Researchers at Kobe University discovered an entirely new and unexpected mechanism by which the immune system can get rid of cells lacking molecules that identify them as part of the self in mice.

The cells in our body display several molecules on their surface that identify them as “self” to immune cells. One of these self-identifying molecules is CD47. It was known that if T cells lack CD47, they would be efficiently eliminated by other immune cells. However, various experiments with mice lacking CD47 failed to produce an indication of the molecular mechanism or which cells were responsible for the elimination. The researchers discovered that dendritic cells are responsible for eliminating CD47-deficient cells.

The study, “CD47 promotes peripheral T cell survival by preventing dendritic cell-mediated necroptosis” published in PNAS, has possible implications for cancer treatment.

The research group of associate professor Yasuyuki Saito, MD, PhD, postdoctoral fellow Satomi Komori, PhD, and specially appointed professor Takashi Matozaki at Kobe University, that has been working on the molecular interaction between dendritic cells and T cells and in particular on the role of CD47 in that process, tried a novel approach. Saito explained: “We generated genetically modified mice in which only T cells lack CD47. This is quite different from the conventional approach with mice that systematically lack CD47 on all cells.” This new approach enabled them to isolate the role of CD47 on T cells from other factors that might influence the interaction.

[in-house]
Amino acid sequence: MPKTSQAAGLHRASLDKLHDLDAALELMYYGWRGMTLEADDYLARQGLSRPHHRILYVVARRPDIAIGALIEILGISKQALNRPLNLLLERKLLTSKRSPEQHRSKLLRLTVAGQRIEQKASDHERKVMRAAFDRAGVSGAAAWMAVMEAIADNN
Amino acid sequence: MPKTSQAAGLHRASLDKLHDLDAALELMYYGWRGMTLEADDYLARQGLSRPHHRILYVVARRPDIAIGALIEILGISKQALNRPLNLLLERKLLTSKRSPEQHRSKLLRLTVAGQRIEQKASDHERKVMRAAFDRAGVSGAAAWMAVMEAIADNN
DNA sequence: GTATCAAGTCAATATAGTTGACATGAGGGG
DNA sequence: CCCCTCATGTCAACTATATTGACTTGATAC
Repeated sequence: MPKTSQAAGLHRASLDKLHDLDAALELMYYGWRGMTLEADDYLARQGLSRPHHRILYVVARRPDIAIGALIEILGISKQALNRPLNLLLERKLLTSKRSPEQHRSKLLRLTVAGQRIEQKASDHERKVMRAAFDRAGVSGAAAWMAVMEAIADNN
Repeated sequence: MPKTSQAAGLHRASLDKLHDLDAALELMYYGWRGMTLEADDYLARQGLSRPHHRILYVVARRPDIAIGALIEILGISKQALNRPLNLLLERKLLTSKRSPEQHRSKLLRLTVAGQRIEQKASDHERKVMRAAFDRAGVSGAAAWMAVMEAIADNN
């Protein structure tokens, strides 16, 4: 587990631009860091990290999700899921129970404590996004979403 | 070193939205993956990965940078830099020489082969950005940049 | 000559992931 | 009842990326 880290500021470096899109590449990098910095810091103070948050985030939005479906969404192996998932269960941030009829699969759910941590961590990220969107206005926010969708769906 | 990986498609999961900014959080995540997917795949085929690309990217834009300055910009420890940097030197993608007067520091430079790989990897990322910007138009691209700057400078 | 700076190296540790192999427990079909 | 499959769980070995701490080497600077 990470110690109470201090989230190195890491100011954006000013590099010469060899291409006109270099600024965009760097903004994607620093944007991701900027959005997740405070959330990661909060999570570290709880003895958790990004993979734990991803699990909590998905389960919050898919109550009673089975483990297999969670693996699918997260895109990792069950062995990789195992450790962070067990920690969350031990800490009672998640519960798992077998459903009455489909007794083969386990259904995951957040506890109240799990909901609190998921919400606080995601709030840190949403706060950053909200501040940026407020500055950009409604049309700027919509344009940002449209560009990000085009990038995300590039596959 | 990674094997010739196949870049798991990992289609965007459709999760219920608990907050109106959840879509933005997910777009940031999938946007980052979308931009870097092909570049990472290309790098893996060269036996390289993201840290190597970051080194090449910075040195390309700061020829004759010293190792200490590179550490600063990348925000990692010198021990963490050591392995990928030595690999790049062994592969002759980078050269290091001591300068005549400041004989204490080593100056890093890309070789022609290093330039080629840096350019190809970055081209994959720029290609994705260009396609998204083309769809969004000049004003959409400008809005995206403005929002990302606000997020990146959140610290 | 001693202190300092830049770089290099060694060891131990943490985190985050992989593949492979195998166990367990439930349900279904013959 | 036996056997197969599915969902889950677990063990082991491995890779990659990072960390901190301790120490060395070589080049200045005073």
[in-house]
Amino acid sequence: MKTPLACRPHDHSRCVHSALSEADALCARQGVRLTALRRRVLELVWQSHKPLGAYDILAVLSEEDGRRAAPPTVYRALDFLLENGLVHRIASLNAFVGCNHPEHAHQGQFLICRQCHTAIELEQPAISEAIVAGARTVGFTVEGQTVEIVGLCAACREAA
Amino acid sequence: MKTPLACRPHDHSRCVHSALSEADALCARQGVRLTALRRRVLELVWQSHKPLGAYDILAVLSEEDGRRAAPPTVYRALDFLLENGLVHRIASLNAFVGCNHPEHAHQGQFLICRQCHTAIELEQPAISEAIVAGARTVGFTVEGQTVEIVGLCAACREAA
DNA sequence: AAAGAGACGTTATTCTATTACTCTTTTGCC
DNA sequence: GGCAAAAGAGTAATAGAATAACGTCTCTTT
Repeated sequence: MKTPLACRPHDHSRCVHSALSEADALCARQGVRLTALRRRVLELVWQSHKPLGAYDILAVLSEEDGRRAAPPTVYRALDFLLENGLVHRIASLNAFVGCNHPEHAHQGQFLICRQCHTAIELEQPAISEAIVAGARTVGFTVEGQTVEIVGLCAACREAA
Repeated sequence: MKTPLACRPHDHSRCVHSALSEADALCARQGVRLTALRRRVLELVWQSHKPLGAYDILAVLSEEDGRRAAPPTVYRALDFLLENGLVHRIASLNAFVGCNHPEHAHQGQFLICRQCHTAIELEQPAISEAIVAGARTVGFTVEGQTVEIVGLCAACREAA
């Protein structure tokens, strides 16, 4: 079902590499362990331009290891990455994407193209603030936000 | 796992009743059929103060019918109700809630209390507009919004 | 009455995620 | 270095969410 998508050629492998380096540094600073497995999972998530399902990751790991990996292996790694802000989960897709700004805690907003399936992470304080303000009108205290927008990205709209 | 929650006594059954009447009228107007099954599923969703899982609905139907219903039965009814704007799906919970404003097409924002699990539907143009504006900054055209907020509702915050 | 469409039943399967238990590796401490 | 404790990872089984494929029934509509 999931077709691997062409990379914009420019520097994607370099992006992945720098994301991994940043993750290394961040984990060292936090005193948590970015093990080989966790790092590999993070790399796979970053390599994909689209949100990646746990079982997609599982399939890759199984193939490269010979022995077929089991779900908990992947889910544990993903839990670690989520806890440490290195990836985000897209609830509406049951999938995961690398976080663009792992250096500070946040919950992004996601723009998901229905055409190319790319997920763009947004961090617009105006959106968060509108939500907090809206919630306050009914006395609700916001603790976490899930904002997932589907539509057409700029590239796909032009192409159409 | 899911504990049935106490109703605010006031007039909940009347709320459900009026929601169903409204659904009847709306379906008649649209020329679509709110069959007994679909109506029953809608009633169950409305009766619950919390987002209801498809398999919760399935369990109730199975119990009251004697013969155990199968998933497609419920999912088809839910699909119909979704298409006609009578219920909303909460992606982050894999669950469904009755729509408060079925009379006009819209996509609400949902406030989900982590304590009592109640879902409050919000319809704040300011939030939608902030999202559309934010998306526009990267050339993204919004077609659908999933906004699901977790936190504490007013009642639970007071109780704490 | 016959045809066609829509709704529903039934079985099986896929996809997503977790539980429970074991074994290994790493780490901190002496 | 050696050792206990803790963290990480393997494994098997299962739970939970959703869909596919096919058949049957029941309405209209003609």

The study sheds light on the mechanism behind the disappearance of CD47-deficient T cells, and it also reveals a completely unexpected capability of dendritic cells. “This result is totally novel because it was believed that CD47-deficient cells are engulfed by a type of immune cells called ‘macrophages’ and that dendritic cells never induce cell death in other immune cells,” said Saito. The team thus found an entirely new way in which the body identifies missing-self cells, that is, cells lacking CD47 being killed directly by dendritic cells.

“Our results raise the question: do dendritic cells induce cell death in other cells that lack CD47? This question is so important because this novel mechanism can be applied to the induction of cell death by modification of CD47 on target cells, such as cancer cells.”

The researchers are looking into further research projects to clarify these questions and also to better understand the mechanism behind this newly-discovered capability of dendritic cells. They have also started work to verify the potential of treating cancer based on this novel finding.

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